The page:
Although prompted by the Government’s reaction to the Information Commissioner’s ruling that Cabinet minutes should be produced, this important debate will allow Parliament to make its views clear, on a votable motion, about what it expects to be disclosed. Parliamentarians should take the chance to say clearly: we are with the families, who must see everything, and there must be no more suspicions of sinister official manoeuvring to prevent the full truth of the disaster from coming out, as there has been too much of that. That is all the families want and we must help them to get it by voting in favour of this motion.
I congratulate those who have campaigned so effectively to secure this debate. Specifically, I pay tribute to Steve Rotheram, who has been a feisty campaigner on this issue. I know that many of my constituents are grateful for his efforts, as am I. I also pay tribute to the families of the 96 who have made the journey down today.
I am grateful for the opportunity to speak in this debate and I am particularly anxious to do so for several reasons. First, I am a passionate football fan. I am a lifelong Manchester United supporter and a former season ticket holder, and I have gone to watch a huge number of games in my lifetime. I have stood on windswept terraces, inside the so-called “cages”, and I have seen at first hand some of the appalling crowd management by both police and ground staff at stadiums. To my mind, this really was the definition of a disaster waiting to happen. As my hon. Friend the Member for Liverpool, Walton said, there but for the grace of God go I.
Since the tragedy at Hillsborough, we have come a long way, with all-seater stadiums, greater police planning and much smarter ground management and layout. Clubs have also taken on much more responsibility and have recognised their duty to improve safety. It is vital, however, that we learn all the lessons and get all the facts so that we avoid such appalling tragedies happening again. I still go to watch Manchester United as often as I can and now my children are starting to get old enough to come with me. I want to ensure that we have learned the lessons of Hillsborough so that my children will be able to enjoy the unique magic of match day in the safest possible environment.
The second reason I am so keen to speak is that I have been contacted by a large number of constituents who have urged me to support the campaign to release all documents. I am the only Member of either coalition party to represent a seat on the Mersey estuary. A substantial proportion of my constituents, especially those living in Runcorn, are originally from Liverpool, or, at the very least, their parents are from Liverpool. Many are die-hard Liverpool fans. Many have friends or family who were affected by the tragedy and they want to make certain that the full facts are made available so that bereaved families get the full picture and we can fully understand what happened.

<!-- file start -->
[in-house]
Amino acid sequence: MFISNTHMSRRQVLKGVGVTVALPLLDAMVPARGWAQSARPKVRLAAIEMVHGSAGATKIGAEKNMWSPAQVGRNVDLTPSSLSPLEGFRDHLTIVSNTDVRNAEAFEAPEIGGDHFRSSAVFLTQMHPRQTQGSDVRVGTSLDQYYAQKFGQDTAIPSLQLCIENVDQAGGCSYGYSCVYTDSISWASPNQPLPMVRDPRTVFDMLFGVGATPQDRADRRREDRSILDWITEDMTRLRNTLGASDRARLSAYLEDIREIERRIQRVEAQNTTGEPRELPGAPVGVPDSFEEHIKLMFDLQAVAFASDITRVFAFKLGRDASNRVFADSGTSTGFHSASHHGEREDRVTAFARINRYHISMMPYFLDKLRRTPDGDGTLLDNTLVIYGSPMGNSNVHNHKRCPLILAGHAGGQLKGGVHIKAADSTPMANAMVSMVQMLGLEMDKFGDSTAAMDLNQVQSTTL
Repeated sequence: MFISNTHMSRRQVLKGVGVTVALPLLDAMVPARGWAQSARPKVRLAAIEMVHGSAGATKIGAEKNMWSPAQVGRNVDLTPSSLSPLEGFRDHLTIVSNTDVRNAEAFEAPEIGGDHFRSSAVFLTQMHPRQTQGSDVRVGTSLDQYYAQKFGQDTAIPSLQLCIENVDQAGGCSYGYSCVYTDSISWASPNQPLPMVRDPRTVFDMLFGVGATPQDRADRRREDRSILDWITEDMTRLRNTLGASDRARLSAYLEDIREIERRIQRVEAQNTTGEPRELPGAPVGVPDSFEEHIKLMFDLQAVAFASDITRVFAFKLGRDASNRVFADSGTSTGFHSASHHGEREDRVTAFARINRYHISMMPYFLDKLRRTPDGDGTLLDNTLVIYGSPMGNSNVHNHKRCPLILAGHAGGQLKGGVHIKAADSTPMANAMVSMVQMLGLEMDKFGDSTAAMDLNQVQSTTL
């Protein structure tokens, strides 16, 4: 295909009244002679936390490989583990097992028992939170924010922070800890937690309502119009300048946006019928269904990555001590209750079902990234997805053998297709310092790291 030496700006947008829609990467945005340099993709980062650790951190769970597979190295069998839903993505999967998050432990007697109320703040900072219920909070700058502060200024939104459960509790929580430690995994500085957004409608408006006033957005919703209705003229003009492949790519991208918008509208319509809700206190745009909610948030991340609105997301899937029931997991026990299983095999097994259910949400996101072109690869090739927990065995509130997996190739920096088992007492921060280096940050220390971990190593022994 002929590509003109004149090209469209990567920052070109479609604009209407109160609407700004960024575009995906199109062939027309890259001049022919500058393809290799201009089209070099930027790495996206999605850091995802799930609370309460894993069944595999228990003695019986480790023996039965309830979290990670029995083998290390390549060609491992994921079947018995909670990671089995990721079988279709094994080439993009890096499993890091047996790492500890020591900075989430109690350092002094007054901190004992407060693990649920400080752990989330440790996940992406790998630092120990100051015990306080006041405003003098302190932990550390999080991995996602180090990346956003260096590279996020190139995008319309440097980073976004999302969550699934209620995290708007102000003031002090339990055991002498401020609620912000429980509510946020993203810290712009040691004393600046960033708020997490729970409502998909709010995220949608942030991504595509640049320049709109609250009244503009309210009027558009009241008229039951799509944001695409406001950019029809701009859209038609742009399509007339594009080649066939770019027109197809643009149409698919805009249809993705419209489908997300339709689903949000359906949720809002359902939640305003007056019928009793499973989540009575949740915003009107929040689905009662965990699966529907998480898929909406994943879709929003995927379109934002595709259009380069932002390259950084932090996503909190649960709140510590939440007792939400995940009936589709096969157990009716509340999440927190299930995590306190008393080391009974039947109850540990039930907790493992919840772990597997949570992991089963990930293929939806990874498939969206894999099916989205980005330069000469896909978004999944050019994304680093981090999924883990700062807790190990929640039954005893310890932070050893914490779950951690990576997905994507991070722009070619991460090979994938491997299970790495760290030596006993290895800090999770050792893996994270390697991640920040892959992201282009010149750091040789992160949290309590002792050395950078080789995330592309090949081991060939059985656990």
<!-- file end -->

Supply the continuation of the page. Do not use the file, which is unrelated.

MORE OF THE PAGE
I share the wishes of my constituents and I want to see the papers released. I am pleased that the Government have restated their commitment to full transparency and are happy for the papers to be released as soon as the Hillsborough independent panel decides to do so in consultation with the bereaved families. Given that Cabinet records are normally withheld for 30 years, I think that shows the Government’s real dedication to openness in this case and their willingness to help resolve any unanswered questions. I also agree with Margaret Aspinall, chairman of the Hillsborough family support group, that it is right that the papers are shared first with the families before being released to the wider public.
Although it is important that the documents are released, they are only a small part of the truth about Hillsborough. It is essential that the Hillsborough independent panel, which is expected to examine up to 2 million documents as part of its extremely important work, considers all the facts. We must recognise that that is no easy task and we should be patient, but we need to have the truth. I look forward to the panel’s eventual report and to the release of the Cabinet papers. I remember that fateful day in April 1989 as though it were yesterday and I hope that I never see such a tragedy again.
Every weekend, hundreds of thousands of people attend public events, including many sporting events. They leave their homes in the not-unreasonable expectation that those who are responsible for the management and safety of those events will do their jobs professionally, thoroughly and properly, and that all the experience available will be brought to bear in those situations. What they do not expect is that if something does go wrong, as things do occasionally at events, any victims will be turned into villains. At the heart of the continuing problem that the families, I and many Members have about what happened at Hillsborough is that that is exactly what happened—there was an attempt to turn the people who were victims, in the ways described by my hon. Friend Steve Rotheram, into villains.
My hon. Friend spoke movingly and eloquently, and I think that he spoke for the whole House. His speech was thorough and covered all the events, problems and things that have gone wrong since, but what he did by reading out the names of the victims was to bring things back to the human scale. I want to do that now by mentioning two people who were constituents of mine at the time—they have since moved—Mr and Mrs Joynes. They lost a son, Nicholas, who has been named by my hon. Friend, and I had a lot to do with them in the early years after the tragedy occurred. They would not want to be seen as being any different from any of the other families concerned, but I single them out because they typify the dignity with which people have responded to the loss of loved ones.